Lesson Plan: Whole-Class Literature Discussion
Ana Hernandez, Howard Doolin Middle School, Miami, Florida
Hernandez’s lesson plan is also available as a PDF
file. See Materials Needed, below, for links to student
activity sheets related to the lesson.
Using student-generated questions for whole-class, critical
Tears of a Tiger, by Sharon Draper
questions about text
Before this lesson, students should prepare questions as
a homework assignment or in pairs as a prior classroom activity,
using the Question Guide
student activity sheet.
passages of text for student read-alouds (consider passages
that focus on characters’ dilemmas)
The students involved in this lesson are considered Gifted
and Talented (GT) in their school. They are able to evaluate
and synthesize information at a critical level. The students’
reading of the novel Tears of a Tiger is in progress,
and they have already generated their own questions about
the text for this lesson’s activities. Students have previously
read the novel The Chocolate War, which deals with
similar conflicts and themes as Tears of a Tiger.
in critical literature discussions, focusing on conflict
and characters’ actions in the novel.
thought-provoking questions about the literature.
their own understanding of the literature by raising questions,
challenging classmates and themselves, and by listening
to multiple perspectives in the classroom community.
Products From Lesson:
Expanded understanding of the text Tears of a Tiger
through written answers to student-generated discussion questions
generating and posing their own questions about the literature
Structure of Class:
Prior to this lesson, students worked in pairs to formulate
thought-provoking, open-ended questions about the text. For
the class discussion in this lesson, students participated
individually, offering their interpretations, questions, and
Prior to this Lesson:
Question Guide to help
students form their own questions as they read the text.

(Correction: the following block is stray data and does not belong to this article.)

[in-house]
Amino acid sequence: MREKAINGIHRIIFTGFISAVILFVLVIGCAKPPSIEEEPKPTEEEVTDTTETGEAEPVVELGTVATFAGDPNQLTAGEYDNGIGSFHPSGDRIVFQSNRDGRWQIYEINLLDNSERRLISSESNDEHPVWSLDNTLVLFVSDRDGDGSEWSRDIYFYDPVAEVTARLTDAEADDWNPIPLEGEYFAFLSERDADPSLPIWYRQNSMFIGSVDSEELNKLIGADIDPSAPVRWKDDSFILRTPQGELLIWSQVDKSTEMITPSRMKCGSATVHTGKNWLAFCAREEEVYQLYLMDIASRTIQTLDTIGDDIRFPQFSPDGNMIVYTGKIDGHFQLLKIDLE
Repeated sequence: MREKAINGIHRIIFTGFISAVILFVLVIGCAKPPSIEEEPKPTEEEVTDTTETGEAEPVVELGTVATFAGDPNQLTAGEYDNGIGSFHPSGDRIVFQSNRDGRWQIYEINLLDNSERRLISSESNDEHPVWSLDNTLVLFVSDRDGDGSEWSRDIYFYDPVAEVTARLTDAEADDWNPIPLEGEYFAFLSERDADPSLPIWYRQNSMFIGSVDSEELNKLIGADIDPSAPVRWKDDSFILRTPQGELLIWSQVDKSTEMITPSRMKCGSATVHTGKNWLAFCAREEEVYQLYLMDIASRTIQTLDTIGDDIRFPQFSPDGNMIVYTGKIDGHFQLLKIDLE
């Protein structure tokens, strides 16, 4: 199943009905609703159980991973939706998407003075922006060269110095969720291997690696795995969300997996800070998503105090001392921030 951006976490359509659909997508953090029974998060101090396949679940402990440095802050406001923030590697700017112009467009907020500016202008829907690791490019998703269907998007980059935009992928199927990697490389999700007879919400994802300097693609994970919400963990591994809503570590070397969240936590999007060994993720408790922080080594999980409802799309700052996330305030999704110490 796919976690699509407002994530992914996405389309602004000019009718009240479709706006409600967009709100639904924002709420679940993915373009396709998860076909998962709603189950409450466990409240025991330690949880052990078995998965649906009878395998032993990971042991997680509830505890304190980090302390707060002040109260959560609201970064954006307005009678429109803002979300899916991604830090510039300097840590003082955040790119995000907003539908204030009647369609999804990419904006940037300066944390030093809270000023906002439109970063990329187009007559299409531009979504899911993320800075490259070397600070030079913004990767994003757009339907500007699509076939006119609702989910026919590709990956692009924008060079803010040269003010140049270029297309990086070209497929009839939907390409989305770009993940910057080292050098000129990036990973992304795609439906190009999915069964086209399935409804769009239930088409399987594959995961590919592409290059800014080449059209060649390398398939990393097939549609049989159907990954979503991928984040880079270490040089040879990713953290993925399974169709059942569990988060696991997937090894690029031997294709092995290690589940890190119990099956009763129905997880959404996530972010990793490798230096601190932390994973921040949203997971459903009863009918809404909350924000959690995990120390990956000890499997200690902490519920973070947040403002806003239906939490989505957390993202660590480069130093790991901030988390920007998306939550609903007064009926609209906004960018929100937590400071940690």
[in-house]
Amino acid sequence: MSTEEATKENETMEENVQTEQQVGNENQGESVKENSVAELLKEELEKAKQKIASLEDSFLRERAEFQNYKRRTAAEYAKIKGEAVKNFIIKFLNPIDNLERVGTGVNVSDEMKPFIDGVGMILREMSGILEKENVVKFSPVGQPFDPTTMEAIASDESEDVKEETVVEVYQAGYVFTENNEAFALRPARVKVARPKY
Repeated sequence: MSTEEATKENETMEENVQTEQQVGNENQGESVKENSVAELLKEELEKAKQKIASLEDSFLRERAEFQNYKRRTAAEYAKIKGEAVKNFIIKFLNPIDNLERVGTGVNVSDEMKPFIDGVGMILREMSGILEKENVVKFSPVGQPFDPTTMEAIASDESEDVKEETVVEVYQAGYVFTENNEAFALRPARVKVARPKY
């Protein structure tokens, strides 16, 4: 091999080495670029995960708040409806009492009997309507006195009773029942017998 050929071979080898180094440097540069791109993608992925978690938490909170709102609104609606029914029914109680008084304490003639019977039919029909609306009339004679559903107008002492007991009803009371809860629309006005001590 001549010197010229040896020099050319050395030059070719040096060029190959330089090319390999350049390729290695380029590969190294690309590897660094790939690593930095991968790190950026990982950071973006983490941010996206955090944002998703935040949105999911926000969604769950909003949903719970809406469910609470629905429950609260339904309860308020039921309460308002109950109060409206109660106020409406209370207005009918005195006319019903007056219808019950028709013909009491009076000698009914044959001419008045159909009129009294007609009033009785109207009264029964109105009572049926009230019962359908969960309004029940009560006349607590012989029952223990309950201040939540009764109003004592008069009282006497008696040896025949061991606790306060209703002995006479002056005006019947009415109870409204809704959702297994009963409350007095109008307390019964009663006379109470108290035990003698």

students to work in pairs to read the text, gathering their
own questions about what they encounter there. Direct them
to write down the questions and think about possible answers.
will read aloud significant passages from the novel. Passages
should be pre-selected by the teacher, focusing on particular
themes, conflicts, or characters’ actions.
will facilitate discussion about conflicts presented in
the novel, in order to solicit students’ opinions and to
help them make personal connections to the text. In particular,
teachers will encourage students to analyze the characters’
actions, choices, and consequences and to consider various
changes across time in character, actions, and mood. Students’
questions should drive the discussion.
Assessment: If you have time to allow students to write
in the same class period as the discussion, ask them to
start these initial assessment activities:
the questions asked throughout the discussion. Ask students
to respond in writing to the questions they posed in
the discussion as well as two additional ones posed
students to reflect upon their understanding of the
novel, how it has changed and expanded, and how the
class discussion influenced their current interpretations
of Tears of a Tiger. Students can respond in
class journals, write a letter to their teacher or classmates,
or turn in an individual answer and reflection sheet.
Activities or Culminating Activities:
will select a teen issue or conflict presented in the novel
and create an informative brochure about Tears of a Tiger.
Each brochure will include facts, interviews, and suggestions
for dealing with problems.
will create a Venn diagram
to compare and contrast the conflicts and themes presented
in the books Tears of a Tiger and The Chocolate
Teacher will assess student participation in the class discussion
and expected student reflection on the experience.